Tom Arnold and Sister Lori on Their Twisted Family — and Why She Became Known as 'Queen of Meth'
The comedian and his sister open up about their difficult childhood and her descent into addiction and drug dealing
From the start, Tom Arnold and his sister Lori had a difficult childhood.
Growing up in the small town of Ottumwa, Iowa, they were just toddlers when their mother, Linda, abandoned the family. "My mother was a wild child," Lori Arnold, 60, tells PEOPLE in its latest issue. "She did what she wanted."
When they were young, they lived with their father -—but they moved in with their freewheeling mom when they were teenagers. "There weren't any rules," says Tom, 62.
But that freedom came at a price.
In 1974, Lori, then just a 14-year-old eighth grader, wanted to marry a 23-year-old man — and mom Linda drove the couple across the state border to Missouri to legally secure a marriage license for them. "I had this terrible feeling like her childhood was over, and whatever innocence she had," Tom tells PEOPLE.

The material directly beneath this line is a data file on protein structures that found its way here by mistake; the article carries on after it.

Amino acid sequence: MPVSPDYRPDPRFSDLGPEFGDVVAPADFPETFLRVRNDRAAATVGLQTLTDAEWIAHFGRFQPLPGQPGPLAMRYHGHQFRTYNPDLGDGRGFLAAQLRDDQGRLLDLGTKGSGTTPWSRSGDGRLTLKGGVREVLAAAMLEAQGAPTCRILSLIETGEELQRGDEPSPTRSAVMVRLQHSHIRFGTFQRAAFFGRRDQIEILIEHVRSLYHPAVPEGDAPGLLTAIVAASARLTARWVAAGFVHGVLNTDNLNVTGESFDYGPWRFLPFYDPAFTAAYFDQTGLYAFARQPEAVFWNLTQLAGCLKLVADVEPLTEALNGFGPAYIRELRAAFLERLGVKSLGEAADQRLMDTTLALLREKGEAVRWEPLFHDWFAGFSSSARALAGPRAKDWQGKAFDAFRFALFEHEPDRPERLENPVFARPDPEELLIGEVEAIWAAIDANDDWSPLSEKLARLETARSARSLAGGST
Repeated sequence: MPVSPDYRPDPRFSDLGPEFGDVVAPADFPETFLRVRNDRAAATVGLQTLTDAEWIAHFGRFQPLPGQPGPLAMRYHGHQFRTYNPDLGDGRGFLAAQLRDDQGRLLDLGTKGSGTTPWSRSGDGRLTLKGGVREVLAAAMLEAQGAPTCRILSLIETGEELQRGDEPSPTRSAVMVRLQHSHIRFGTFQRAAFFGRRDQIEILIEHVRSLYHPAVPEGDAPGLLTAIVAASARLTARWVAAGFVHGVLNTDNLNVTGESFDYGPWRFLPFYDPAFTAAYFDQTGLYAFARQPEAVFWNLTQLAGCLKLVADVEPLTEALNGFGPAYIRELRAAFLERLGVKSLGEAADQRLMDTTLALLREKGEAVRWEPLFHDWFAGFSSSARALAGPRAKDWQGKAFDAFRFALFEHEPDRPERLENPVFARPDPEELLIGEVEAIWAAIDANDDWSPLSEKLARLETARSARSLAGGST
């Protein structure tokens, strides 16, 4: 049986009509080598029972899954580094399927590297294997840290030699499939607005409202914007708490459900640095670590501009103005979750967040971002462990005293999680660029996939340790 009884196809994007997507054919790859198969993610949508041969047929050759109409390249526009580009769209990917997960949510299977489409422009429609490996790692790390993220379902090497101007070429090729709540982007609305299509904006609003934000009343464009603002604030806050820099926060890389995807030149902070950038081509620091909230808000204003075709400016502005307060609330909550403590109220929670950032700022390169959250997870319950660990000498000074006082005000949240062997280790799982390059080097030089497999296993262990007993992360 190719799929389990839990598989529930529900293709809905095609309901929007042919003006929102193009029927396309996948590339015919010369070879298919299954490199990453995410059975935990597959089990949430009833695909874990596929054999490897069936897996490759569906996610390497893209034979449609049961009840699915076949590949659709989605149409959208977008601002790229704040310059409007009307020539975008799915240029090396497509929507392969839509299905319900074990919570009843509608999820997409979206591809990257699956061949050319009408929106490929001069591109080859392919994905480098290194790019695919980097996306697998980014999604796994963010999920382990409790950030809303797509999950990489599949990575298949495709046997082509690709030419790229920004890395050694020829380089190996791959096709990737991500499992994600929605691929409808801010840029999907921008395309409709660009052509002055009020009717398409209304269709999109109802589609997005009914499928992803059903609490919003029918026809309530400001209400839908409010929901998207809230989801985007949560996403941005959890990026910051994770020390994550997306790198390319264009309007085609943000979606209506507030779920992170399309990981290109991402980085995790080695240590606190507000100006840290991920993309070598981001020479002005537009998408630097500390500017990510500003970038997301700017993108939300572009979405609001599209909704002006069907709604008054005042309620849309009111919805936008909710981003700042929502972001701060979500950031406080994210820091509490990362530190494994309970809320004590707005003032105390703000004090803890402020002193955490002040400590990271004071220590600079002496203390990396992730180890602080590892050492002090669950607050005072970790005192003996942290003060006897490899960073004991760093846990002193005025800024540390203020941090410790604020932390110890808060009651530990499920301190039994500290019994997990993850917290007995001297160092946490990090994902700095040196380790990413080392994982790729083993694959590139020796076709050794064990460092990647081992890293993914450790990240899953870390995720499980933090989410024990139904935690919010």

Lori and Tom Arnold are opening up about their family struggles in a three-part documentary, Queen of Meth, streaming on discovery+ May 7. They share their story with PEOPLE in its latest issue.
Lori began drug dealing as a teen — first selling speed and prescription drugs, and then later selling crystal methamphetamine in the mid-1980s when the drug began to spread across the midwest. (Tom and Lori open up on tonight's episode of PEOPLE (the TV Show) A clip from the episode is shown below.)
For more on how Lori Arnold became known as the "Queen of Meth," subscribe now to PEOPLE or pick up this week's issue, on newsstands Friday.
An alcoholic and drug addict, Lori became one of the most prolific meth dealers in the midwest, eventually grossing more than $200,000 per week. But in 1989, the FBI arrested her and seized more than $10 million in assets. She was convicted of drug trafficking and money laundering and spent more than 15 years in prison.
Want to keep up with the latest crime coverage? Sign up for PEOPLE's free True Crime newsletter for breaking crime news, ongoing trial coverage and details of intriguing unsolved cases.
Lori tells PEOPLE she has many regrets from that period of her life.
"I hear about all these young kids that are killing themselves, and OD-ing," she says, "and I feel guilty about it. I wish I could go back and do things differently. I can only hope that others can learn through my mistakes."
Queen of Meth begins streaming on discovery+ on Friday, May 7.
- Beating All the Odds, Nashville's Hailey Whitters Is Finally 'Living the Dream'
- NE-YO Eyes Fall Release for 8th Album The Escape as He Reveals His Kids Like '9 Out of the 12' Tracks
- Henry Golding on Why He Wants His Daughter to Understand the 'Importance of Travel'
- Backstreet Boys and *NSYNC Hope to Put 'Fabricated' Feud to Rest After Joint Pride Performance